One last bit, I wonder if these exit modes should be housed in a table and not hard coded into the program. That table could contain the name, exit_command, mode of the exit commands. Where mode=0 for all, 1 for bios and 2 for efi (the numbers don’t matter, its the concept) then in the web ui only show bios and all for the bios exit modes and efi and all for uefi exit modes.

  • Senior Developer

    @george1421 While I like the idea of not having to embed the grub.cfg file into the binary - for users’ convenience to be able to edit the file - I would like to have the grub modules within the actual binary (its memdisk). It’s just my guts saying this might be more reliable if modules don’t need to be loaded separately.

  • Moderator

    I’ve made some fundamental progress here. I remember when I was working with trying to secure boot ipxe I had 2 boot loaders the shimx64.efi and grubx64.efi that I collected from the Ubuntu repository. I also grabbed grubxnet64.efi that has network capabilities (but we don’t need that).

    I copied grubx64.efi and grub.cfg from the tftpboot area over to fog/service/ipxe directory. The grub.cfg file just had a simple grub menu that allowed me to chain to ipxe.efi (not important since it was just left over code).

    In the iPXE menu I created a custom menu with these parameters. The key is the second parameter of imgfetch to place the fetched file into the /grub directory in iPXE’s virtual disk.

    imgfetch ${boot-url}/service/ipxe/grub1.cfg /grub/grub.cfg
    chain -ar ${boot-url}/service/ipxe/grubx64.efi || goto MENU
    

    With a uefi system I pxe booted into the iPXE menu and ran this menu. It booted grub2 and displayed my grub menu. So the framework of booting into grub2 is possible.

    Using that same flow I think I can even load grub modules with something like this (untested). Once the module is loaded into the proper spot then the grub.cfg file can load them.

    imgfetch ${boot-url}/service/ipxe/grub/x86_64-efi/net.mod  /grub/x86_64-efi/net.mod 
    imgfetch ${boot-url}/service/ipxe/grub1.cfg /grub/grub.cfg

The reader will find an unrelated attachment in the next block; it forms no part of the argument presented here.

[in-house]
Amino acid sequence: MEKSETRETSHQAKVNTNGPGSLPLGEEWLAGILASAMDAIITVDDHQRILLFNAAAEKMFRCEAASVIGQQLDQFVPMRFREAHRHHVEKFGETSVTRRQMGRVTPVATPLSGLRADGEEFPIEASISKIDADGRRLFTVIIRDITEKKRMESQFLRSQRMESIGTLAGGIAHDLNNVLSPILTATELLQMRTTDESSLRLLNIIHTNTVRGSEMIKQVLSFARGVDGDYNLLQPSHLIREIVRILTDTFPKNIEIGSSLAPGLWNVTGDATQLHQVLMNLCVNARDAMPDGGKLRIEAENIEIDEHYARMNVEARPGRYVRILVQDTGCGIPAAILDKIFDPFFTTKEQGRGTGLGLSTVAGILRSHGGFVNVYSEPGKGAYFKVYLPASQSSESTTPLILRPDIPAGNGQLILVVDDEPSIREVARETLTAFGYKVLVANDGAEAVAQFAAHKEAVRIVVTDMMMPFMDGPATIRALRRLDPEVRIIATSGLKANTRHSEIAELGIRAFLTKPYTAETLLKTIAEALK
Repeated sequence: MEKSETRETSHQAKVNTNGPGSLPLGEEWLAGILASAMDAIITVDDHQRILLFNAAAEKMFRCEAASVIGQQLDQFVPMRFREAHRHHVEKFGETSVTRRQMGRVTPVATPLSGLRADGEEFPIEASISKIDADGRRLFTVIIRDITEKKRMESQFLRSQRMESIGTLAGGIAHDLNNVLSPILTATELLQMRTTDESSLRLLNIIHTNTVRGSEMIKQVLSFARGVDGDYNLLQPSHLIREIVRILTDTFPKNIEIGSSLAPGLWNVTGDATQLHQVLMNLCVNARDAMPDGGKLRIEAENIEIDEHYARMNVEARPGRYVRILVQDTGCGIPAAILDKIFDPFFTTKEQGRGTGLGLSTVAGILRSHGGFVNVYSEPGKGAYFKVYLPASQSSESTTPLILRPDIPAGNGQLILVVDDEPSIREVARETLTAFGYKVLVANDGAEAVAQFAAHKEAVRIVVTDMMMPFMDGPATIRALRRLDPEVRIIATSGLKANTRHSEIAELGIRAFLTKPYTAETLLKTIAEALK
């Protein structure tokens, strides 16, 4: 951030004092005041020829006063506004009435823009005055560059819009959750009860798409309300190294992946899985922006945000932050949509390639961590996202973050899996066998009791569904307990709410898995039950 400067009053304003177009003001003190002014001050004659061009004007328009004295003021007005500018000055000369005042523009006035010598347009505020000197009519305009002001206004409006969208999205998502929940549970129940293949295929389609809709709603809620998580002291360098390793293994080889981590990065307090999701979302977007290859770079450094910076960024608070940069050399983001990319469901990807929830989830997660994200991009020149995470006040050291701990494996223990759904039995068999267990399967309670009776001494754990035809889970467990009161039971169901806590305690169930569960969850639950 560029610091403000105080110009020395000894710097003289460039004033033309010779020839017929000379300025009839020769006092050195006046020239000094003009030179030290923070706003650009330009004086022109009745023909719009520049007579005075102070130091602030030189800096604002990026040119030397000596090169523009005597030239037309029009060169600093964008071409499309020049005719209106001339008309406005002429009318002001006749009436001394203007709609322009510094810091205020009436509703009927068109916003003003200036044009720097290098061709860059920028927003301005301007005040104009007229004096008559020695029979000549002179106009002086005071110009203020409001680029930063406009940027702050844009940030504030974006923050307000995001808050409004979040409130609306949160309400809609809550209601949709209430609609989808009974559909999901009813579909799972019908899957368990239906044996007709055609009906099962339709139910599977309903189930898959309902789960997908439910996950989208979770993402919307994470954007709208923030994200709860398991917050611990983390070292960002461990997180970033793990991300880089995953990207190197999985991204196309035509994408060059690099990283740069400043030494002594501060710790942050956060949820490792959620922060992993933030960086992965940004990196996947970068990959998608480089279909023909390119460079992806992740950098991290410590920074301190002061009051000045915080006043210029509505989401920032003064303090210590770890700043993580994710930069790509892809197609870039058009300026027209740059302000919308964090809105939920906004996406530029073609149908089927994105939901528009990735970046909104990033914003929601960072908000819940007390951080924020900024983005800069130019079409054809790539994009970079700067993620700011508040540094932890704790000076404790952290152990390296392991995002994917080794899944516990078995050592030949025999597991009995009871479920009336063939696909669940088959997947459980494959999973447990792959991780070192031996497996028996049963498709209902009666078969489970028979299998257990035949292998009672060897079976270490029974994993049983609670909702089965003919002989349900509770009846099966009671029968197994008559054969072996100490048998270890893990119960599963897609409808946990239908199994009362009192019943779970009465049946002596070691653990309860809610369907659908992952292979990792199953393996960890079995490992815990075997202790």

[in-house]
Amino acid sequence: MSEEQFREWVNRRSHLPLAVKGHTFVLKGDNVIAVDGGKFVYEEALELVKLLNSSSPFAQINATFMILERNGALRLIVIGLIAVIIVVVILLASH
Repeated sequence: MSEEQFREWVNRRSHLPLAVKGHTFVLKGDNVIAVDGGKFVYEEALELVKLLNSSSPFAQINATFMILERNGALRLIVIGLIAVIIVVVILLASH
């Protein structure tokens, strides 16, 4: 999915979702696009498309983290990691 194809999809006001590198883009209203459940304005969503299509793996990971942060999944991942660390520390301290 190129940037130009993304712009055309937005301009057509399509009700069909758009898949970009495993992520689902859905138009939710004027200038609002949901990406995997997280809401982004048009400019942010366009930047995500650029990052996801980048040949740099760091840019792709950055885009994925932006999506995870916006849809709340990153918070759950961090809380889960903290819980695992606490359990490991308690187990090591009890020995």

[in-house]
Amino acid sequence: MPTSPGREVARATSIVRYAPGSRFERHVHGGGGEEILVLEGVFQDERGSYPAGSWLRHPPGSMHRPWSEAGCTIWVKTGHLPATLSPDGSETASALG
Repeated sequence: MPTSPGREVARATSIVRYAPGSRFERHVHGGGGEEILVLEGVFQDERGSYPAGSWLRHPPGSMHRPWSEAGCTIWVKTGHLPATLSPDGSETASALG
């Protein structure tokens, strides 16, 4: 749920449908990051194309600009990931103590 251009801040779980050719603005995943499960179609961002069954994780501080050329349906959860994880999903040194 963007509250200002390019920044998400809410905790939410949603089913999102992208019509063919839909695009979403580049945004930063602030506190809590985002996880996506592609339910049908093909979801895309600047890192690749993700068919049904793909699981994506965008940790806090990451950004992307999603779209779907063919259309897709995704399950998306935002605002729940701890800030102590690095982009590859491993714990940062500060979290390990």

chain -ar ${boot-url}/service/ipxe/grubx64.efi || goto MENU
    
  • Moderator

    @Sebastian-Roth I grab the grub2 efi stuff with the FOS usb boot tutorial. The usb boot works for both bios and uefi. I was going to test different combinations with an ipxe menu to see if I could get it the right command line options to get it to boot https://forums.fogproject.org/topic/7727/building-usb-booting-fos-image

  • Senior Developer

    @george1421 Definitely a good point to discuss and re-think. The binary we use so far essentially is not plain GRUB but GRUB4DOS 0.4.4 - it’s from 2009 (!) but hey, there really is no later version available.

    http://web.archive.org/web/20160406111907/http://diddy.boot-land.net/grub4dos/files/intro.htm

    Unlike GNU GRUB, which relies on several Stage files, the Grub4dos functions are built into a single file grldr (or grub.exe if booting from DOS or Linux). grldr can be loaded via an existing operating system - e.g. via the NT loader ntldr during the Windows NT/2000/XP boot process. Alternatively grub4dos code can be written to the mbr or partition boot sector of a device.

    I guess it was chosen years ago as one alternative to chainload 32 bit legacy BIOS systems as it is very flexible in its capabilities to load different operating systems from your hard disk.

    We chainload GRUB4DOS from iPXE and feed it command line options to try to find and load an OS from disk.

    As far as I know there is no GRUB4DOS capable to be loaded on UEFI based systems and so question is, what else can we use to chainload an OS from a hard drive on machined in UEFI mode?

    Reading a bit on the web I reckon it’s possible to create GRUB2 binaries to be chainloaded from iPXE and I think I have played with grub-mkstandalone.

    A quick test let me build a binary running this command on a Debian 10 UEFI install system: grub-mkstandalone --format=x86_64-efi --output=grub_x64.efi --install-modules="linux normal iso9660 memdisk search part_gpt part_msdos" --modules="linux normal iso9660 search part_gpt part_msdos" --locales="" --fonts="" --themes="" "boot/grub/grub.cfg" -v (derived from 1, 2 and 3)

    For building binaries for the other platforms/modes you’d need to install Debian packages grub-efi-ia32-bin and grub-pc-bin